Thursday, 31 January 2013

Rise of Empire by Michael J. Sullivan

For my review of the first in this series, Theft of Swords, click here.
The birth of the Nyphron Empire has brought war to Melengar. To save her kingdom, Princess Arista runs a desperate gamble when she defies her brother and hires Royce and Hadrian to perform a dangerous mission behind the enemy's lines. As the power of the Nyphron Empire grows, so does Royce's suspicion that the wizard Esrahaddon is using the thieves as pawns in his own shadowy struggle for power. To find the truth, he must unravel the secret of Hadrian's past. What he discovers leads the thieves to the ends of the world on a journey amid treachery and betrayals, forcing Hadrian to face a past he hoped never to see again.

Rise of Empire takes the groundwork from Theft of Swords and expands the world of Elan, and the story of Riyria to genuinely epic proportions. This time we have a story of rebels and outlaws, pirates and soldiers set in a world that’s rich with worldbuilding – something which Theft of Swords lacked on occasion. Where Theft of Swords was a gentle introduction to the world of Riyria, Rise of Empire is a forceful thrust into a land of religious divide, racial tension and political intrigue.

Again, like Theft of Swords, Rise of Empire is an omnibus containing books three and four of the Riyria Revelations, namely Nyphron Rising and The Emerald Storm. In the first, we see the foundations of the new Nyphron empire through a whole host of different characters. In The Emerald Storm we get a “side-quest” for Royce and Hadrian, involving pirates and epic sea battles. But not everything is as it seems…

Rise of Empire was where I started to realise the sheer scale of Sullivan’s story. Particularly in the first book, Nyphron Rising, Royce and Hadrian take a side-seat for a lot of the action, in favour of developing the character of Arista and following the lives of the common people in Elan. Where before we saw the world of kings and lords through the eyes of a pair of thieves, we now see the world of the peasants through a princess – and it’s a really wonderful way of looking at everything as the story takes its shape and the world changes.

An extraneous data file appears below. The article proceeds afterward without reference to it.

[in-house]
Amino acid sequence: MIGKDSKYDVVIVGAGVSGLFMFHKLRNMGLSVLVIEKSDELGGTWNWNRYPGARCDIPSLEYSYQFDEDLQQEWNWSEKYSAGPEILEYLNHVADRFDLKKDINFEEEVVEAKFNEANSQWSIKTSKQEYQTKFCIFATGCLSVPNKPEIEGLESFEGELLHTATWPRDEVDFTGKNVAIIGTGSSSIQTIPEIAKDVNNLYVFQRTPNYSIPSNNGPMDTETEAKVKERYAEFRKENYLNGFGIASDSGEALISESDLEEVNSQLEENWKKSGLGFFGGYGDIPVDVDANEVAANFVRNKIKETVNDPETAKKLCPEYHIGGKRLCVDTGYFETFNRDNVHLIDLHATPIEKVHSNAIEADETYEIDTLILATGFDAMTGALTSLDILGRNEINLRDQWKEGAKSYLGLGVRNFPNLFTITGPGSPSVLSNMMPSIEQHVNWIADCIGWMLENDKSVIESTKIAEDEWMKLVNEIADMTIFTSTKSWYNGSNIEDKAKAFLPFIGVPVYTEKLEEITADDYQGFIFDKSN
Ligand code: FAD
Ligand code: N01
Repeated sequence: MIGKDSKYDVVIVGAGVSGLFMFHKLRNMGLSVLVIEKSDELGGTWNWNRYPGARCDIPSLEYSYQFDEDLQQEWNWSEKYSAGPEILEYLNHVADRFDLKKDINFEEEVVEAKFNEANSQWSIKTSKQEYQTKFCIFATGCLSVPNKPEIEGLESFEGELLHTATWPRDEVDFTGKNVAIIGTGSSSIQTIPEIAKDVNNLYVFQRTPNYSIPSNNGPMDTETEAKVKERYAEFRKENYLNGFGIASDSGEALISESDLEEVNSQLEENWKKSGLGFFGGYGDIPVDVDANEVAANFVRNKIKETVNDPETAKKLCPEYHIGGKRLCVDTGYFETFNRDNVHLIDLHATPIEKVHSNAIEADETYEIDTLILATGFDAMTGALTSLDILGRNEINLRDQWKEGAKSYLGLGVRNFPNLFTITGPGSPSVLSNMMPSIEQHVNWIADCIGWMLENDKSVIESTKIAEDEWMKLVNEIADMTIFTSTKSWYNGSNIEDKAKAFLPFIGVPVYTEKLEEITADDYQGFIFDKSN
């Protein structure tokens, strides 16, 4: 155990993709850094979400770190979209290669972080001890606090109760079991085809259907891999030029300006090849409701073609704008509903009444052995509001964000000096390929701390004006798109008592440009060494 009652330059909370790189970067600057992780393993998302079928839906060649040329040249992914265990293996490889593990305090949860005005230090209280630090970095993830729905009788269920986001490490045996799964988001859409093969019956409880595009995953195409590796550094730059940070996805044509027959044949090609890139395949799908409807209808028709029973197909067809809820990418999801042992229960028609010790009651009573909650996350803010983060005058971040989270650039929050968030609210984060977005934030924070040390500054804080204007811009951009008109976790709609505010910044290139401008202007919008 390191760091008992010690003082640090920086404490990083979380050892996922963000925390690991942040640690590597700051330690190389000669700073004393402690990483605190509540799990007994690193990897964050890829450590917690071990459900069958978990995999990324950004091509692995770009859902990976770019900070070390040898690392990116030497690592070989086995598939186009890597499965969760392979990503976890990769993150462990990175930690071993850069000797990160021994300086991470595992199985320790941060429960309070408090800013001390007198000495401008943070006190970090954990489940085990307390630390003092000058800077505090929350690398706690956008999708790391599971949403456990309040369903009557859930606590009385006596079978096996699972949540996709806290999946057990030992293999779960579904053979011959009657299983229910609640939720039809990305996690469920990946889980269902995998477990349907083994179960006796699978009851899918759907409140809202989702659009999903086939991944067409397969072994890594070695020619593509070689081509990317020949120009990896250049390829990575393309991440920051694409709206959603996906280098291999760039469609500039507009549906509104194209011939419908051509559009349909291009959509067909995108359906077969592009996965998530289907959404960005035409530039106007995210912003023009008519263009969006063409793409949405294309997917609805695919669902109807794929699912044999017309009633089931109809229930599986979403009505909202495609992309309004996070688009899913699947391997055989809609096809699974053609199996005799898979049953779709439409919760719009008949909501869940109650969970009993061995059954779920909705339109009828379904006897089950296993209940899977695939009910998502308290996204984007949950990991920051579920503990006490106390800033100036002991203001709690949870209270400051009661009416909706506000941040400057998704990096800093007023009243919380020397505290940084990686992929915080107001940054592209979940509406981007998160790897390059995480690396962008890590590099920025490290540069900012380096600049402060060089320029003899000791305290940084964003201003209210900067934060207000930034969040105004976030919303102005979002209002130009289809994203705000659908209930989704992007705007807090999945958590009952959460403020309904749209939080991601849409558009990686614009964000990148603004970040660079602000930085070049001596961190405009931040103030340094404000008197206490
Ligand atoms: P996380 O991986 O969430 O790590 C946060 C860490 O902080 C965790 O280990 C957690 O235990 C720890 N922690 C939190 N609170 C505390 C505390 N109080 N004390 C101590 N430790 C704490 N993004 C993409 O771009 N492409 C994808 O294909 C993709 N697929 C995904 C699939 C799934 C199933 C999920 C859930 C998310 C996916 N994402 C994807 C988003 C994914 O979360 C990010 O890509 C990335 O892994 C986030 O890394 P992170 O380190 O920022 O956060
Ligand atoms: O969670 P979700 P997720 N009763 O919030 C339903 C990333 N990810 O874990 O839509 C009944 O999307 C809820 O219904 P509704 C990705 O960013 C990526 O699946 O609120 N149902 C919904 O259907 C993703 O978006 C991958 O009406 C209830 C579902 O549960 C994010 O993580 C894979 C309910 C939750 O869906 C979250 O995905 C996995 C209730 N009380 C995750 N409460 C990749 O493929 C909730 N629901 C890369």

Once again the stars of the series, Royce and Hadrian, are the perfect double act and complement each other and the story perfectly. Arista also really grows into her character, particularly in Nyphron Rising, and some of the new side characters we meet are fantastic. The plots of each book are tight and well-constructed, again contributing to the main series arc, but never feeling either superfluous or like one endless story. The Emerald Storm did feel, as I said previously, like a “side-quest” for much of the book, but everything comes into focus the further through the book you progress. There are character revelations galore here, and as with Theft of Swords, Sullivan is not afraid to take the story in the direction he needs it to go. It never feels like you’re reading a novel where the author doesn’t know exactly what will happen next. The pawns are always in place – just never always clear to the reader, making it a surprising and satisfying read.

For what is essentially the middle of a much bigger story, Michael Sullivan has still managed to craft two individually entertaining books which add to the overall plot of the Riyria Revelations. You’ll want to read Theft of Swords first, but just because this is the middle of the series, doesn’t mean you will be asking the same questions over and over. Answers come thick and fast, but layer on new mysteries in their wake. By the end of The Emerald Storm everything is just beginning to move towards an endgame – something huge and catastrophic for the world of Elan. This may be only a part of the overall journey to the end, but it’s a fantastic read regardless. If you like your fantasy action-packed, funny, mysterious and on an epic scale, what are you waiting for?


Michael J. Sullivan said...

Nice! Thanks so much for a fantastic review. I look forward to the final one - where the full canvas is at last revealed.

Douglas Smith said...

:D Thanks Michael - hopefully I can bring the 3rd review "full-circle". ;)

Michael J. Sullivan said...

Nice - I like the reference. ;-)